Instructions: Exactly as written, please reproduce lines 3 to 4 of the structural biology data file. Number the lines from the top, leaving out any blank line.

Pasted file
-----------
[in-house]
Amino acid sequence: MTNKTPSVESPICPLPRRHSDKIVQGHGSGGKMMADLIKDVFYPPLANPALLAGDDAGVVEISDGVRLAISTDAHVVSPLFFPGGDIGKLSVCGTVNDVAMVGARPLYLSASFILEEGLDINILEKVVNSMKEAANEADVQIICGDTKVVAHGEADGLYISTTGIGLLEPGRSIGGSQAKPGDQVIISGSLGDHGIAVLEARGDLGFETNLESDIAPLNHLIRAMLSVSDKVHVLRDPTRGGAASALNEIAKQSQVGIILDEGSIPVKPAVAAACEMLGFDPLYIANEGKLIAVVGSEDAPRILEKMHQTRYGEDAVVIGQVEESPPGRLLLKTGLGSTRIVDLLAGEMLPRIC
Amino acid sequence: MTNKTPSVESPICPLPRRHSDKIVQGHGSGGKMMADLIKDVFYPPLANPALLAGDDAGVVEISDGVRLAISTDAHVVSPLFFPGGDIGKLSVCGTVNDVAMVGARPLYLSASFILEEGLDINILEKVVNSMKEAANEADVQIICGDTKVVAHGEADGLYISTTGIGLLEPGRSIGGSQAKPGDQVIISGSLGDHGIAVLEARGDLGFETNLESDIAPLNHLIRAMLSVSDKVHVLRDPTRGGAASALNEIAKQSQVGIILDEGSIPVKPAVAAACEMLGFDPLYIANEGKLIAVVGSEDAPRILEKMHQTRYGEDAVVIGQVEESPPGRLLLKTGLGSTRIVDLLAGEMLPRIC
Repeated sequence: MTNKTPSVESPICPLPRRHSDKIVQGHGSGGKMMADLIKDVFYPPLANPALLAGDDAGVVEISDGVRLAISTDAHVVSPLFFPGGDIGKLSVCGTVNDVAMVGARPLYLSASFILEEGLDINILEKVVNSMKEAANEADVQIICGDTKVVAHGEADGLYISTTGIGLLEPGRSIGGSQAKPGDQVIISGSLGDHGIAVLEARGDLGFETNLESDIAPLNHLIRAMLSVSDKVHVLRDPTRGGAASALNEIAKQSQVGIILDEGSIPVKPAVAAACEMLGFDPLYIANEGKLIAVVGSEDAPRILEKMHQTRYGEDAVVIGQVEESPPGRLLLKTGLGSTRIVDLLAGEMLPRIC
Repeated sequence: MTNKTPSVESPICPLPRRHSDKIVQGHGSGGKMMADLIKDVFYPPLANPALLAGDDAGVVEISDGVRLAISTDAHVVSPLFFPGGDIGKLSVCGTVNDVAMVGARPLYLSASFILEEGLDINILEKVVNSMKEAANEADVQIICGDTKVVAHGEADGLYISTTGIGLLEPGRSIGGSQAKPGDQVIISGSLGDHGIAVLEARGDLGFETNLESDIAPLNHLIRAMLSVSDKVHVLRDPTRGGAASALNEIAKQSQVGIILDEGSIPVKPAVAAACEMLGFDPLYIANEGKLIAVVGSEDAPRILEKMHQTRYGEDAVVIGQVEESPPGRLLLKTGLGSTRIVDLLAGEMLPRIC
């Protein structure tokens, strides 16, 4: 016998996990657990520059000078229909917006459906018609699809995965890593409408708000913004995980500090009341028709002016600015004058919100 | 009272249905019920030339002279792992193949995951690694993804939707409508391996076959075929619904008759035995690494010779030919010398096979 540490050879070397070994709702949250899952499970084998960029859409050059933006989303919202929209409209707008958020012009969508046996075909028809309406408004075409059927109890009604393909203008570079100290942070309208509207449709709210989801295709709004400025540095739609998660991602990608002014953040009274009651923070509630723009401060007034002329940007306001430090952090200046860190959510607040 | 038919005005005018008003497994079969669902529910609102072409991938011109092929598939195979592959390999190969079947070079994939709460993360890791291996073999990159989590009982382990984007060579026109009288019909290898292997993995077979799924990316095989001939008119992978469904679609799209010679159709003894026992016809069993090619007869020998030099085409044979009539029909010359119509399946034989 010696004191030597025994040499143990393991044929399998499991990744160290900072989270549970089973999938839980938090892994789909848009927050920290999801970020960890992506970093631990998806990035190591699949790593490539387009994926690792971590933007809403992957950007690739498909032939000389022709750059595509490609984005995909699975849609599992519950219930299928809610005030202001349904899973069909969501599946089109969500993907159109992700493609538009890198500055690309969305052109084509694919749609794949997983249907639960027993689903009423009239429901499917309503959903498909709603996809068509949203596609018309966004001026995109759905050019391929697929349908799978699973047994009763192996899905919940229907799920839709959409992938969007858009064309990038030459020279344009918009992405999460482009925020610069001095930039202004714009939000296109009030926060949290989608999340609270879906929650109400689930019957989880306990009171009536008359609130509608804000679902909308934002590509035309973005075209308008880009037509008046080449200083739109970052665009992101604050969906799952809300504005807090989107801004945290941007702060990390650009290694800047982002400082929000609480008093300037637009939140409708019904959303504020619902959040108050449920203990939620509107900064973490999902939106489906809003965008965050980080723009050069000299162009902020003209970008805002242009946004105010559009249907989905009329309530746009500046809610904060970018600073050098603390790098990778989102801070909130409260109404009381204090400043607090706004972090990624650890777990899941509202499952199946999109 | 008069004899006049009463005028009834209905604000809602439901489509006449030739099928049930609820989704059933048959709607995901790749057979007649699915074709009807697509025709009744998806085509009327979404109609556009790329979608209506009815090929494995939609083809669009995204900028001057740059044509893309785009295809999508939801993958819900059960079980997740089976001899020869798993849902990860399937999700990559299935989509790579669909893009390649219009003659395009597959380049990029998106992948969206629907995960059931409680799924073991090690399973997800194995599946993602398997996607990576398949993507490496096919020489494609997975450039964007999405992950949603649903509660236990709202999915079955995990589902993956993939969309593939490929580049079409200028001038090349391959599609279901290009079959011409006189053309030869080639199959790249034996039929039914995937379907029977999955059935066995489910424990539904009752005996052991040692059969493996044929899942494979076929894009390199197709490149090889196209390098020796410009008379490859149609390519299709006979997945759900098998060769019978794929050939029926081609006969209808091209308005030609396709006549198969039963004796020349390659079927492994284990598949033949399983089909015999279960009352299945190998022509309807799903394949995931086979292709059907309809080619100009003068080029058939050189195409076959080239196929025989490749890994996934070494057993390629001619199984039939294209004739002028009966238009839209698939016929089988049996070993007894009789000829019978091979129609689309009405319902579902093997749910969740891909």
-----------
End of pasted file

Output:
Amino acid sequence: MTNKTPSVESPICPLPRRHSDKIVQGHGSGGKMMADLIKDVFYPPLANPALLAGDDAGVVEISDGVRLAISTDAHVVSPLFFPGGDIGKLSVCGTVNDVAMVGARPLYLSASFILEEGLDINILEKVVNSMKEAANEADVQIICGDTKVVAHGEADGLYISTTGIGLLEPGRSIGGSQAKPGDQVIISGSLGDHGIAVLEARGDLGFETNLESDIAPLNHLIRAMLSVSDKVHVLRDPTRGGAASALNEIAKQSQVGIILDEGSIPVKPAVAAACEMLGFDPLYIANEGKLIAVVGSEDAPRILEKMHQTRYGEDAVVIGQVEESPPGRLLLKTGLGSTRIVDLLAGEMLPRIC
Repeated sequence: MTNKTPSVESPICPLPRRHSDKIVQGHGSGGKMMADLIKDVFYPPLANPALLAGDDAGVVEISDGVRLAISTDAHVVSPLFFPGGDIGKLSVCGTVNDVAMVGARPLYLSASFILEEGLDINILEKVVNSMKEAANEADVQIICGDTKVVAHGEADGLYISTTGIGLLEPGRSIGGSQAKPGDQVIISGSLGDHGIAVLEARGDLGFETNLESDIAPLNHLIRAMLSVSDKVHVLRDPTRGGAASALNEIAKQSQVGIILDEGSIPVKPAVAAACEMLGFDPLYIANEGKLIAVVGSEDAPRILEKMHQTRYGEDAVVIGQVEESPPGRLLLKTGLGSTRIVDLLAGEMLPRIC